In death, Hernandez's murder conviction likely to be tossed

In death, Hernandez's murder conviction likely to be tossed

BOSTON -- In death, Aaron Hernandez may not be a guilty man in the eyes of the law.

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Under a long-standing Massachusetts legal principle, courts customarily vacate the convictions of defendants who die before their appeals are heard.

Hernandez, a former NFL star, was convicted and sentenced to life in prison for the 2013 murder of Odin Lloyd, a semi-professional football player who was dating the sister of Hernandez's finance.

Massachusetts prison officials said Hernandez was found hanging in his prison cell early Wednesday. His death came less than a week after his acquittal on murder charges in the shooting deaths of two men in Boston in 2012.

Hernandez's attorneys can move to have the conviction in the Lloyd case erased, said Martin Healy, chief legal counsel for the Massachusetts Bar Association.

"For all intent and practical purposes, Aaron Hernandez will die an innocent man, but the court of public opinion may think differently," said Healy.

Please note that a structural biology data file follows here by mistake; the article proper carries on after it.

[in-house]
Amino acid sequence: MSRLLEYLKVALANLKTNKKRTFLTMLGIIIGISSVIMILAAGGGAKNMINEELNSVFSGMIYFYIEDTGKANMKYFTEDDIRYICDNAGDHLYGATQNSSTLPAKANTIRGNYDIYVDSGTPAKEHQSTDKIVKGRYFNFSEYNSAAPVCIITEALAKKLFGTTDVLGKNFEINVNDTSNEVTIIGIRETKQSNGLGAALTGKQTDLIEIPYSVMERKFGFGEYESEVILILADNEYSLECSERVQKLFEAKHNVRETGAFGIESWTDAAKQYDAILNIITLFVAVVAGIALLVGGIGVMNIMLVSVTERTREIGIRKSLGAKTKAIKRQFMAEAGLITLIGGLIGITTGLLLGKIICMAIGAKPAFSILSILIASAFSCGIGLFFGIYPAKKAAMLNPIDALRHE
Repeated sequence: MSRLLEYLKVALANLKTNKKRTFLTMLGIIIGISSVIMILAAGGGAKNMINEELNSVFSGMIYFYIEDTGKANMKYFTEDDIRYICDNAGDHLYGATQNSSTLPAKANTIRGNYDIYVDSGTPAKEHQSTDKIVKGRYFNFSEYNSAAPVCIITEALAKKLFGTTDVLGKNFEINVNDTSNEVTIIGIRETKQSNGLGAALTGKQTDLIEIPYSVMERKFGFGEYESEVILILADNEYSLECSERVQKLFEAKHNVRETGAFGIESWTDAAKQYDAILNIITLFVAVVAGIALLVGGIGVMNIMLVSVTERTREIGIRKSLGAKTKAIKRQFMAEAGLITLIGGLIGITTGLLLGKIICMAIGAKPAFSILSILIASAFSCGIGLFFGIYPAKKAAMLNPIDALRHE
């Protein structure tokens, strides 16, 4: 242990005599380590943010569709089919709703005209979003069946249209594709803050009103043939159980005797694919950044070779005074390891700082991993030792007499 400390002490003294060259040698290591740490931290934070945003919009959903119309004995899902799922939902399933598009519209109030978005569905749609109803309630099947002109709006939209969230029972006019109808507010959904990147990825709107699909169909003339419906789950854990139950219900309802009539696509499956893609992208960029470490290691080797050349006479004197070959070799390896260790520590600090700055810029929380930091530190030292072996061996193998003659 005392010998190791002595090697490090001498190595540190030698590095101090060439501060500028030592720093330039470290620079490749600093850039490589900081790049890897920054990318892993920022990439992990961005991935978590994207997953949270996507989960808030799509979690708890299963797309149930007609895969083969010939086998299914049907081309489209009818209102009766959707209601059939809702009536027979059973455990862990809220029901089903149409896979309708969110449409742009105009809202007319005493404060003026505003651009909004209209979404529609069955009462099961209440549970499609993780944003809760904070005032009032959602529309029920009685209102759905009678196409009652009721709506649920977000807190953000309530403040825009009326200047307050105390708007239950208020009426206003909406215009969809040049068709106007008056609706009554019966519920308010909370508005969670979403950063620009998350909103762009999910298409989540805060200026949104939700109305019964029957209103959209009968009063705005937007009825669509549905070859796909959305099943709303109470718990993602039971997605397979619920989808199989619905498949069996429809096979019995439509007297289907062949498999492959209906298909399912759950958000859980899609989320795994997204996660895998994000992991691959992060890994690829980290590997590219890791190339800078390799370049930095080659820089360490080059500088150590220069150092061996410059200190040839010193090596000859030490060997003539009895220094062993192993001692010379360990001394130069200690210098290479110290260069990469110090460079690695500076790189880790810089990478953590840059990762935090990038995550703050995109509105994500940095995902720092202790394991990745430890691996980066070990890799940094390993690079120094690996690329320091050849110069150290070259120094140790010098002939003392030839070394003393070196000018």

The legal principle is called "abatement ab initio," or "from the beginning." It holds that is unfair to the defendant or to his or her survivors if a conviction is allowed to stand before they had a chance to clear their names on appeal, in case some kind or error or other injustice was determined to have occurred at trial, Healy said.

"It's a surprising result for the public to understand," he added.

All first-degree murder convictions in Massachusetts trigger an automatic appeal. Hernandez's appeal had not yet been heard by the state's high court.

Gregg Miliote, a spokesman for the district attorney's office which prosecuted the Lloyd case, would not comment on the possibility of the conviction being vacated.

Removing a conviction after the death of a high-profile defendant is not without precedent in recent state history.

The child molestation conviction of former Roman Catholic priest John Geoghan, a key figure in the clergy sex abuse scandal that rocked the Boston archdiocese, was vacated after he was beaten to death in 2003 in his cell at the same Massachusetts maximum-security prison.

John Salvi, who was convicted of killing two abortion clinic workers and wounding five other people during a shooting rampage in Brookline in 1994, also had his convictions tossed after he killed himself in prison.

When it comes to Gronkowski's restructured deal, 15 is the magic number

When it comes to Gronkowski's restructured deal, 15 is the magic number

Rob Gronkowski's contract looked like one of the NFL's best bargains not too long ago. Now, after agreeing to a contract restructure, he could be paid as the top tight end in the league if he stays healthy.

Granted, it's a gargantuan "if."

According to ESPN's Adam Schefter, Gronkowski's restructured deal will bump his salary for this upcoming season from $5.25 million to $10.75 million should he hit certain statistical thresholds or be named an All-Pro.